Noteworthy Congressional Happenings In Washington

Following are a few noteworthy Congressional happenings in Washington D.C. during recent weeks, as reported by the NWYC Congressional Review & Preview Report.
The Debt Ceiling: The House cleared a ‘clean’ debt limit measure by a 221-201 vote. It extends the nation’s borrowing limit through March 15, 2015. Raising the debt limit does not authorize new spending, but does allow the federal government to pay existing financial obligations. The nation’s debt is currently about $17.2 trillion.

Drought Information Act: The House passed a measure designed to better inform and provide for timelier decision-making to reduce drought-related impacts and costs across the nation.

Military Compensation Reform Revisited: The Senate approved 95-3 a bill to repeal section 403 of the Bipartisan Budget Act of 2013. The House Budget Committee chairman said the section “undermines” a tenet of the bipartisan budget deal by reducing the cost-of-living adjustment to the retirement pay of members of the Armed Forces under age 62. The repeal would do away with those cuts.

Defense of Marriage: GOP Senators Ted Cruz of Texas and Mike Lee of Utah have introduced the “State Marriage Defense Act.” If passed, the bill would cede marriage definition to states for federal purposes, which would effectively reverse the gains same-sex couples made after the Supreme Court overturned the Defense of Marriage Act in the summer.

Indebted Flood Insurance Program: When it returned from a weeklong recess on Feb.25, the House was expected to take up its version of a Senate-passed flood insurance bill stipulating that the program cannot increase premiums by more than 15 percent each year on any property.

Tax Extenders Calling Congress: Pressure is on for lawmakers to extend more than 50 expired tax breaks. The extenders run from obscure provisions to significant breaks for businesses, including a provision for research and development and increased depreciation and expensing allowances. Extending all breaks would cost more than $938 billion over 10 years, according to CBO.

Stop Targeting of Political Beliefs by the IRS Act: This House passed bill would limit the IRS’s authority to grant tax-exempt status for nonprofit organizations. It would delay for one year a regulation that prevents tax-exempt organizations from conducting voter registration activities. The measure is Republicans’ response to last year’s allegations that the IRS was targeting for investigation Tea Party and other conservative groups that were seeking tax-exempt status. The bill next goes to the Democrat-led Senate, where it is expected to meet opposition.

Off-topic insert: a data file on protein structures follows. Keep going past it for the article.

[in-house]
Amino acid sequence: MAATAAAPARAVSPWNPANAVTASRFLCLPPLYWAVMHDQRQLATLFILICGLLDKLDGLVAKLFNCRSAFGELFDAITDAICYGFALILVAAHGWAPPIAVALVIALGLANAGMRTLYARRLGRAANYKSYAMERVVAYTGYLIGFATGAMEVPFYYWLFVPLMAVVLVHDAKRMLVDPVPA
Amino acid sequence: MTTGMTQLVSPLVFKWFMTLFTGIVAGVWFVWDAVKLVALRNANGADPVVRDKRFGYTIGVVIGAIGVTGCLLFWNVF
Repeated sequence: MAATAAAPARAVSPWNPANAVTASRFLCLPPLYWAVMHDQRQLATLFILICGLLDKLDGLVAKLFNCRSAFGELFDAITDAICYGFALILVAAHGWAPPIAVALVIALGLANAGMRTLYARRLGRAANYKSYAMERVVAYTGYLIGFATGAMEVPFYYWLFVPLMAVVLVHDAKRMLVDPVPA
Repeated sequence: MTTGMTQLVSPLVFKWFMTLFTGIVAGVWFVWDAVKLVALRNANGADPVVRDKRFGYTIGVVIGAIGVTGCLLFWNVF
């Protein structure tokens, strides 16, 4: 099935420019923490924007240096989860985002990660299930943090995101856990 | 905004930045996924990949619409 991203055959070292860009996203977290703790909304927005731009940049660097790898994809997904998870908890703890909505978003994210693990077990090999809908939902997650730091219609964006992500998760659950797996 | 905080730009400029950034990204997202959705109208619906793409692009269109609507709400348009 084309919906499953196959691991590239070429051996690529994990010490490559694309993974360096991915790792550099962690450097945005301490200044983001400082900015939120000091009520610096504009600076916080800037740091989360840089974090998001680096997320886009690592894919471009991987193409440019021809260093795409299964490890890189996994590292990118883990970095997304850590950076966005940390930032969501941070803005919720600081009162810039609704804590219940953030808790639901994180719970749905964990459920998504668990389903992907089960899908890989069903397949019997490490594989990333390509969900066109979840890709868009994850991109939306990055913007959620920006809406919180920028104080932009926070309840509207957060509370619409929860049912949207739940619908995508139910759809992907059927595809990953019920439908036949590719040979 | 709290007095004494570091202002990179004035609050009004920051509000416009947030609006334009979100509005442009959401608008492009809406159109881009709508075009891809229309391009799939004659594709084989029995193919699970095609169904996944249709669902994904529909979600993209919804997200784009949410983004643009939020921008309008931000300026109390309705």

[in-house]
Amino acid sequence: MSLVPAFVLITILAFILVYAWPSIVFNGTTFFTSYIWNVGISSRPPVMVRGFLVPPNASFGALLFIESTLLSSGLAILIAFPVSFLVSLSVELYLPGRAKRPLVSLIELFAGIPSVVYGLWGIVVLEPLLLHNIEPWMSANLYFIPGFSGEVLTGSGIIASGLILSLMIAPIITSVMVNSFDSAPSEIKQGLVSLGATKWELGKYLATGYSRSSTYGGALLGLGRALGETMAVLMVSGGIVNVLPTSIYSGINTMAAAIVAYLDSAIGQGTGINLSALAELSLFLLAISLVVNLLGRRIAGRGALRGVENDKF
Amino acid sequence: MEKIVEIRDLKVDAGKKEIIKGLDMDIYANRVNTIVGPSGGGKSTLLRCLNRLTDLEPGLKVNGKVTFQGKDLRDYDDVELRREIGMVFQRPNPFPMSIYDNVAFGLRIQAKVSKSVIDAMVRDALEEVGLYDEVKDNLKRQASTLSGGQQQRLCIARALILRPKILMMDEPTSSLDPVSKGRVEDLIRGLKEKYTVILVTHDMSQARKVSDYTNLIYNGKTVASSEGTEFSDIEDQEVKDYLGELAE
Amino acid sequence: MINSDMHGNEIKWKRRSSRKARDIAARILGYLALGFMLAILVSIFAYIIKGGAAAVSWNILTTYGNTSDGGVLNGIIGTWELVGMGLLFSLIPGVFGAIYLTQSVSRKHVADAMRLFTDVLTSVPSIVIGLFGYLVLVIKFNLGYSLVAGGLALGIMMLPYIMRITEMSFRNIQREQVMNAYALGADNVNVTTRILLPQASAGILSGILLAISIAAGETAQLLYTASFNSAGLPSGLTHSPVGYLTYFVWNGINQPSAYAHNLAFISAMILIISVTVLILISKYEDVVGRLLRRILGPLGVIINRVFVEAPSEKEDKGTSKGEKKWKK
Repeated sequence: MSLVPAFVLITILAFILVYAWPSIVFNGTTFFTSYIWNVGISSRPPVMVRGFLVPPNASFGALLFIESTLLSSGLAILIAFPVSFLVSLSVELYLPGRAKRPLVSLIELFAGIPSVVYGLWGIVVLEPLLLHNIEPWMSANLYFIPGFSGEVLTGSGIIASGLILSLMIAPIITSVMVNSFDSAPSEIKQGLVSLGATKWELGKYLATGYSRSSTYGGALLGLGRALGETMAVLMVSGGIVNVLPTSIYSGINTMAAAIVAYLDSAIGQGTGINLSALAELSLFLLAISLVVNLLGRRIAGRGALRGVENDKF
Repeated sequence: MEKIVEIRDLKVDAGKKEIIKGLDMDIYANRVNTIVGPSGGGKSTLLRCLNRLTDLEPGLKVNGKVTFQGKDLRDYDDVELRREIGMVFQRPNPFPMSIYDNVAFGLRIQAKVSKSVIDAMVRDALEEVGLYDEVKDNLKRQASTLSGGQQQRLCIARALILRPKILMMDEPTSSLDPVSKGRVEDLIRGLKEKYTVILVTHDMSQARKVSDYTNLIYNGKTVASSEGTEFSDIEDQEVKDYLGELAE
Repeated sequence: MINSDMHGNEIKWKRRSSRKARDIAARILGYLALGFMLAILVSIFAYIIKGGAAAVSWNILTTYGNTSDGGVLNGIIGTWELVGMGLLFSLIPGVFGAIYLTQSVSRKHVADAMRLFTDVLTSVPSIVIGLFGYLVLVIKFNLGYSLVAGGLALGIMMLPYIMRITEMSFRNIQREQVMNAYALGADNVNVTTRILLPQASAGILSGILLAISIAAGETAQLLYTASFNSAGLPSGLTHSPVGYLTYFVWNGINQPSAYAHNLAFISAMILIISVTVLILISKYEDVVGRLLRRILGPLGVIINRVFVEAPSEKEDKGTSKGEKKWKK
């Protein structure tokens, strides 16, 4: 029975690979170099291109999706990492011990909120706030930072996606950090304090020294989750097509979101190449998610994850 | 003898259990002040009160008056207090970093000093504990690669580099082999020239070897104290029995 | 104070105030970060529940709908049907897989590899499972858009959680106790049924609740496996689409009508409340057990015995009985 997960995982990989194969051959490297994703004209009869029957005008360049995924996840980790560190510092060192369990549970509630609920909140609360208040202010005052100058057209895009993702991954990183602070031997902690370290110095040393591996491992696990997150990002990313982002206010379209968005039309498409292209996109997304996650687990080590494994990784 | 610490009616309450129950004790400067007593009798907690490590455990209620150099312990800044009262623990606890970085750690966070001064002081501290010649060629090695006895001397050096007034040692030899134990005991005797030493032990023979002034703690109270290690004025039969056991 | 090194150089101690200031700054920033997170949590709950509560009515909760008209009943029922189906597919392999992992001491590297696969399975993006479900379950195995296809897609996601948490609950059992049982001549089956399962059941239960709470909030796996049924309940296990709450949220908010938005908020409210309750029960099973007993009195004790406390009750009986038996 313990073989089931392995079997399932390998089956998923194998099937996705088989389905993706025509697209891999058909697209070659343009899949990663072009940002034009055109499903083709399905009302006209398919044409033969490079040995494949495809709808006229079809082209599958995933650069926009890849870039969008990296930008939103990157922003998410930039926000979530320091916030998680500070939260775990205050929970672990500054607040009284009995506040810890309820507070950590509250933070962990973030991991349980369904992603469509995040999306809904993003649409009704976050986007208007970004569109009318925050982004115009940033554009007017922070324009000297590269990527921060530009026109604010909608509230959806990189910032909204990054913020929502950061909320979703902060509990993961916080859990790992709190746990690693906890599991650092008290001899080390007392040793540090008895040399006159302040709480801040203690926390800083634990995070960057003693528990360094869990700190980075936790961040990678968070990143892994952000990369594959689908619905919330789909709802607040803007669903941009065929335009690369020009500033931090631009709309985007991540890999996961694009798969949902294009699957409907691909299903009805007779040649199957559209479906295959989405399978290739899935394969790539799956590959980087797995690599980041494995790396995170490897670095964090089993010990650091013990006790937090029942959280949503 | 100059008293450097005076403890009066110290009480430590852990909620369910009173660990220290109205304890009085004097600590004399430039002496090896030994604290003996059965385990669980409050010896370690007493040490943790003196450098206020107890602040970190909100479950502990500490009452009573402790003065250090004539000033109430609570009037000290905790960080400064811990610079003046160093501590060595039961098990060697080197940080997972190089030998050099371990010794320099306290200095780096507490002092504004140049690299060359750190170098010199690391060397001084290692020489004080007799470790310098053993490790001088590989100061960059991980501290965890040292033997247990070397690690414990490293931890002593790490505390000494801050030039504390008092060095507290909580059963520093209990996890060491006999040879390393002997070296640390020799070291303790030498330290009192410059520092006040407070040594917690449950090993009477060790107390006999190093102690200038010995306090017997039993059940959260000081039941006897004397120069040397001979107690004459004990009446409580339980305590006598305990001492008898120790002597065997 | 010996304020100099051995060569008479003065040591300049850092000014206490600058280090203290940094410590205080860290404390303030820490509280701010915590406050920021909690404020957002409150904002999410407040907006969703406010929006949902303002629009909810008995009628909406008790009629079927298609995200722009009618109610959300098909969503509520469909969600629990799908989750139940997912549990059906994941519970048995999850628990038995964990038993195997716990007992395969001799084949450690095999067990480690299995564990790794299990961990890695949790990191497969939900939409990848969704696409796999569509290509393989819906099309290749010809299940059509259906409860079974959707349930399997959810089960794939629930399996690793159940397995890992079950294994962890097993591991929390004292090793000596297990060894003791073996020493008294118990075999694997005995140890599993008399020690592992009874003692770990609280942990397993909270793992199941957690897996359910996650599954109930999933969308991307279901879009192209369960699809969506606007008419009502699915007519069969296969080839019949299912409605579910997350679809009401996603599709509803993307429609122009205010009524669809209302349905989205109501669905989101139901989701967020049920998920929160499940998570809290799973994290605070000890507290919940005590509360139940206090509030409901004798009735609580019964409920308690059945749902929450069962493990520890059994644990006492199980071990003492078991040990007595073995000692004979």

Unfunded Mandates Information and Transparency: The House approved a measure that would require federal agencies to disclose the cost of federal mandates and would allow those affected by the mandates to weigh in on them. It is in an attempt to ensure that Congress and the public will have tools to determine the true costs of federal regulations. The White House has issued a veto threat and the Senate is expected to ignore the measure.

Chemical Bill: House lawmakers are considering a draft bill to regulate chemical safety. The measure would allow the EPA to designate chemicals as high or low priority for determining whether a substance poses a public health hazard. Environmental groups say it would not adequately protect the public from hazards posed by some of the approximately 84,000 chemicals used in commerce.

ALERT Act of 2014: The House passed a bill that would require the head of each federal agency to submit monthly reports for each rule that an agency expects to propose or finalize during the following year.

Tax Reform: House Ways and Means Chairman Dave Camp (R-MI) unveiled a draft measure intended to strengthen the economy and simplify the tax code.

The Consumer Financial Protection Safety and Soundness Improvement Act: The House passed a bill that would restructure the Consumer Financial Protection Bureau.

Looking ahead: Both parties are braced for battles over the sequester; the Interior Department ignored warnings from Democrats and Science groups and moved ahead with an environmental review that is expected to lead to seismic exploration for oil and gas resources off the Atlantic coast; and House lawmakers are expected to introduce a measure to combat the growing problem of counterfeit prescription drugs.

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